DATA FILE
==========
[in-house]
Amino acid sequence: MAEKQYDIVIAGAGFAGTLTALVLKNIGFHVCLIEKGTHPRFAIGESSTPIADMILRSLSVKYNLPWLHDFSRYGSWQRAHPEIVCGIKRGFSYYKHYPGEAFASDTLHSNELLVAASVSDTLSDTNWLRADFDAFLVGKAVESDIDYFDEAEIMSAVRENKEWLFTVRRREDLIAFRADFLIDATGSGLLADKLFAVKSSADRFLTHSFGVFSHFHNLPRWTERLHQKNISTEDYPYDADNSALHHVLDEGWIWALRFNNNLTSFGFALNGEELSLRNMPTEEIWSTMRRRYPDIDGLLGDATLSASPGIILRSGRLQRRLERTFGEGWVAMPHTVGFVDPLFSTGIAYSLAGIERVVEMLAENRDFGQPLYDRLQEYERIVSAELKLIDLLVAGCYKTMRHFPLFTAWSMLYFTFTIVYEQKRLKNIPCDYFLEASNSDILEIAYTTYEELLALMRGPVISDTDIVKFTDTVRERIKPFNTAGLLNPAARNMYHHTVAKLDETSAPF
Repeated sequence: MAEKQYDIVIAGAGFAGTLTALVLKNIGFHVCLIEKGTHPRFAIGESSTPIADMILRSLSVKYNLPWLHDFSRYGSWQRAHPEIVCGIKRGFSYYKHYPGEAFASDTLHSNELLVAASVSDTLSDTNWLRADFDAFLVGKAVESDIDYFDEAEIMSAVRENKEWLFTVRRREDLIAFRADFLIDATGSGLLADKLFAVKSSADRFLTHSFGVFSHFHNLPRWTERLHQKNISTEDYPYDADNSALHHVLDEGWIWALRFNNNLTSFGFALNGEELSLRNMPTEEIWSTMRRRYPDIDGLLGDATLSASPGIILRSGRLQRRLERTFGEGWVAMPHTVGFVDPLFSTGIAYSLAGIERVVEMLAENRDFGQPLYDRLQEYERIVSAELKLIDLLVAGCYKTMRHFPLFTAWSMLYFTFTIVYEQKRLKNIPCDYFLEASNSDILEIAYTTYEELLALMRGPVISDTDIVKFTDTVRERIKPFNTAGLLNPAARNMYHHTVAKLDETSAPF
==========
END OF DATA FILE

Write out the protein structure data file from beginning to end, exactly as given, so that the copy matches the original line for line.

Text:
[in-house]
Amino acid sequence: MAEKQYDIVIAGAGFAGTLTALVLKNIGFHVCLIEKGTHPRFAIGESSTPIADMILRSLSVKYNLPWLHDFSRYGSWQRAHPEIVCGIKRGFSYYKHYPGEAFASDTLHSNELLVAASVSDTLSDTNWLRADFDAFLVGKAVESDIDYFDEAEIMSAVRENKEWLFTVRRREDLIAFRADFLIDATGSGLLADKLFAVKSSADRFLTHSFGVFSHFHNLPRWTERLHQKNISTEDYPYDADNSALHHVLDEGWIWALRFNNNLTSFGFALNGEELSLRNMPTEEIWSTMRRRYPDIDGLLGDATLSASPGIILRSGRLQRRLERTFGEGWVAMPHTVGFVDPLFSTGIAYSLAGIERVVEMLAENRDFGQPLYDRLQEYERIVSAELKLIDLLVAGCYKTMRHFPLFTAWSMLYFTFTIVYEQKRLKNIPCDYFLEASNSDILEIAYTTYEELLALMRGPVISDTDIVKFTDTVRERIKPFNTAGLLNPAARNMYHHTVAKLDETSAPF
Repeated sequence: MAEKQYDIVIAGAGFAGTLTALVLKNIGFHVCLIEKGTHPRFAIGESSTPIADMILRSLSVKYNLPWLHDFSRYGSWQRAHPEIVCGIKRGFSYYKHYPGEAFASDTLHSNELLVAASVSDTLSDTNWLRADFDAFLVGKAVESDIDYFDEAEIMSAVRENKEWLFTVRRREDLIAFRADFLIDATGSGLLADKLFAVKSSADRFLTHSFGVFSHFHNLPRWTERLHQKNISTEDYPYDADNSALHHVLDEGWIWALRFNNNLTSFGFALNGEELSLRNMPTEEIWSTMRRRYPDIDGLLGDATLSASPGIILRSGRLQRRLERTFGEGWVAMPHTVGFVDPLFSTGIAYSLAGIERVVEMLAENRDFGQPLYDRLQEYERIVSAELKLIDLLVAGCYKTMRHFPLFTAWSMLYFTFTIVYEQKRLKNIPCDYFLEASNSDILEIAYTTYEELLALMRGPVISDTDIVKFTDTVRERIKPFNTAGLLNPAARNMYHHTVAKLDETSAPF